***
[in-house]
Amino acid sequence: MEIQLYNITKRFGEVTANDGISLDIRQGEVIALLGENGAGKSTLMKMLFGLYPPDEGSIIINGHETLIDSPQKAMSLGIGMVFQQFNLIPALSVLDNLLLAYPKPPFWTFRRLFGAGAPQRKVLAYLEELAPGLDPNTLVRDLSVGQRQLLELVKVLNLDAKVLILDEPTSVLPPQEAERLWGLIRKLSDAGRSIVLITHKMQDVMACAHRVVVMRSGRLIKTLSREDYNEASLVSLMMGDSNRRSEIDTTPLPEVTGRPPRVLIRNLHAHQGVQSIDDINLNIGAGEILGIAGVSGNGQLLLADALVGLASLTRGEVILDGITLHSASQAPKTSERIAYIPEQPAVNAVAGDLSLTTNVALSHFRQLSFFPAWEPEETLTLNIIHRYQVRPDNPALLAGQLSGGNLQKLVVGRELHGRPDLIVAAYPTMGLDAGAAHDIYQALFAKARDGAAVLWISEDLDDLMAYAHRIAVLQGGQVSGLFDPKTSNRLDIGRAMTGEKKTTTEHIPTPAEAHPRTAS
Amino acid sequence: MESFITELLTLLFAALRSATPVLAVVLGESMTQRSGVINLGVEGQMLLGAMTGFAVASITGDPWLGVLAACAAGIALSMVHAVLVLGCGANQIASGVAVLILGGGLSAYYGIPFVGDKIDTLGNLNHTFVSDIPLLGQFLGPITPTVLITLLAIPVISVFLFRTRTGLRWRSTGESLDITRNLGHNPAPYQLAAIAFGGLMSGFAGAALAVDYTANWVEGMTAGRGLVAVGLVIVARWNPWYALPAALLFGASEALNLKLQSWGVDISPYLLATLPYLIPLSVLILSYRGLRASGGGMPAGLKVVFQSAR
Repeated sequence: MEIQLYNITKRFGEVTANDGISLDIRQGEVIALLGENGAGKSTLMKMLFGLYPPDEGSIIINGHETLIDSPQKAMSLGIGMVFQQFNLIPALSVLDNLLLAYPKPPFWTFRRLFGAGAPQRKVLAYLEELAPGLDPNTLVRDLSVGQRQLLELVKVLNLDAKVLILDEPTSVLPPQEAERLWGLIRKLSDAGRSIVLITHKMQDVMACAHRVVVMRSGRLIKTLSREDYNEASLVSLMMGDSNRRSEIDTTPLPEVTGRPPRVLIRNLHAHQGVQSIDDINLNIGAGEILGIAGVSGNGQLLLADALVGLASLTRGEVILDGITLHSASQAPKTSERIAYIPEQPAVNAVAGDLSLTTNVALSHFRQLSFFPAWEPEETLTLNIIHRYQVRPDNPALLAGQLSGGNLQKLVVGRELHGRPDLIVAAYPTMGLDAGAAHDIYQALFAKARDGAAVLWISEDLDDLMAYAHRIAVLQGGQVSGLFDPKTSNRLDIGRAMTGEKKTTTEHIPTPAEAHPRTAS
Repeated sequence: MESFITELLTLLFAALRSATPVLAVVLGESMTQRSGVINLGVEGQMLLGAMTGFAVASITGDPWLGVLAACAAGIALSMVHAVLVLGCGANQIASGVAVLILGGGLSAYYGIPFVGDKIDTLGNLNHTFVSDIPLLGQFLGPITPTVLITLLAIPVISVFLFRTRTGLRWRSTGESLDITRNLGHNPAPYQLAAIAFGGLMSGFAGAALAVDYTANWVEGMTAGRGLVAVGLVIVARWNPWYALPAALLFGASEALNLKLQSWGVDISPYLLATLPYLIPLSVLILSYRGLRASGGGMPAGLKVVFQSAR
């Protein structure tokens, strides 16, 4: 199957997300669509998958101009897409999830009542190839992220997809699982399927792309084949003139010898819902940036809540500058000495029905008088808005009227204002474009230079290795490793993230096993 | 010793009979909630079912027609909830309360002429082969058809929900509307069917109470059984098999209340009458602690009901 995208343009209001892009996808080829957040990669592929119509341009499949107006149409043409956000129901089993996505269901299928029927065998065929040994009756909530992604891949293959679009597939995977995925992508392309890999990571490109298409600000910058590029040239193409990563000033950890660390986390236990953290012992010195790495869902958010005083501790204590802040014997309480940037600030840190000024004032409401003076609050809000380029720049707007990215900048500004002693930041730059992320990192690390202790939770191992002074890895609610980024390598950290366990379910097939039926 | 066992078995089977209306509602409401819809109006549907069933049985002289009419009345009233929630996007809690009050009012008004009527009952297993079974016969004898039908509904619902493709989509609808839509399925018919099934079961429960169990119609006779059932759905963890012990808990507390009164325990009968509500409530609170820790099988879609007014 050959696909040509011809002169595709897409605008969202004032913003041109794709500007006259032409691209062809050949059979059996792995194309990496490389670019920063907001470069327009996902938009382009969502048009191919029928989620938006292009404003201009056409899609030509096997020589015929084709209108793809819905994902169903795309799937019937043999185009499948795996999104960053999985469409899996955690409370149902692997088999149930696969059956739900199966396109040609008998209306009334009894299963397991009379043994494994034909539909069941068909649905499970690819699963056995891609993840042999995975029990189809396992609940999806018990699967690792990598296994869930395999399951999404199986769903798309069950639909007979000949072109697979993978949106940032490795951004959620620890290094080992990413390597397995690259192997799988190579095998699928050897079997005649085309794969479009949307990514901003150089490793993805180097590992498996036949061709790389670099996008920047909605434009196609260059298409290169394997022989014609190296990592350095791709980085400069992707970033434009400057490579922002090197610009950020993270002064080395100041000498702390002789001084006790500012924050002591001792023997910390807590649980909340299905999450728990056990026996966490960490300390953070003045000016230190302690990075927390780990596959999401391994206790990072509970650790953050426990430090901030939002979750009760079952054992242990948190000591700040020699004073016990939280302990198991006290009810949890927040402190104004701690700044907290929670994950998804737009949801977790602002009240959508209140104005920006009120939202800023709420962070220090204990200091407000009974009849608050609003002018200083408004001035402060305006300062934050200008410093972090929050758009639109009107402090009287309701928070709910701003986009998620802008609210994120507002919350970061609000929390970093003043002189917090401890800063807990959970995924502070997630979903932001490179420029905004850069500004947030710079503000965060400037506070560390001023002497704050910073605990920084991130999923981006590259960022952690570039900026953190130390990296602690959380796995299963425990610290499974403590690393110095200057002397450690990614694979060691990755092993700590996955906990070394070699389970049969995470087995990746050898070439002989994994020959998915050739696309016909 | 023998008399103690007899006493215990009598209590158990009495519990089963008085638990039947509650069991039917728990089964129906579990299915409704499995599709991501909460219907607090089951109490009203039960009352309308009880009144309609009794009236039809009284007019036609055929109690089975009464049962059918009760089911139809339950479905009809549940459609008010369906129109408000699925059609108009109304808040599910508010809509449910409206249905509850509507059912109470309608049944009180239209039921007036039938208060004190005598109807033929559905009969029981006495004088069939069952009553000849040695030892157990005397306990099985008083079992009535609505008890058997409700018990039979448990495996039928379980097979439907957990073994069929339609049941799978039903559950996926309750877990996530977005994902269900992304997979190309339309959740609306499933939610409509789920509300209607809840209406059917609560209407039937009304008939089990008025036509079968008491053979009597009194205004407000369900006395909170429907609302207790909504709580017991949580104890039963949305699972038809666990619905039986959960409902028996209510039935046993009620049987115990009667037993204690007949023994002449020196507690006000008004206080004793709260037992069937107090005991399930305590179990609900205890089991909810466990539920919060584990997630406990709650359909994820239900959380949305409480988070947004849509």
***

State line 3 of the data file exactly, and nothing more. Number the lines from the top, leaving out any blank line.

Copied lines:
Amino acid sequence: MESFITELLTLLFAALRSATPVLAVVLGESMTQRSGVINLGVEGQMLLGAMTGFAVASITGDPWLGVLAACAAGIALSMVHAVLVLGCGANQIASGVAVLILGGGLSAYYGIPFVGDKIDTLGNLNHTFVSDIPLLGQFLGPITPTVLITLLAIPVISVFLFRTRTGLRWRSTGESLDITRNLGHNPAPYQLAAIAFGGLMSGFAGAALAVDYTANWVEGMTAGRGLVAVGLVIVARWNPWYALPAALLFGASEALNLKLQSWGVDISPYLLATLPYLIPLSVLILSYRGLRASGGGMPAGLKVVFQSAR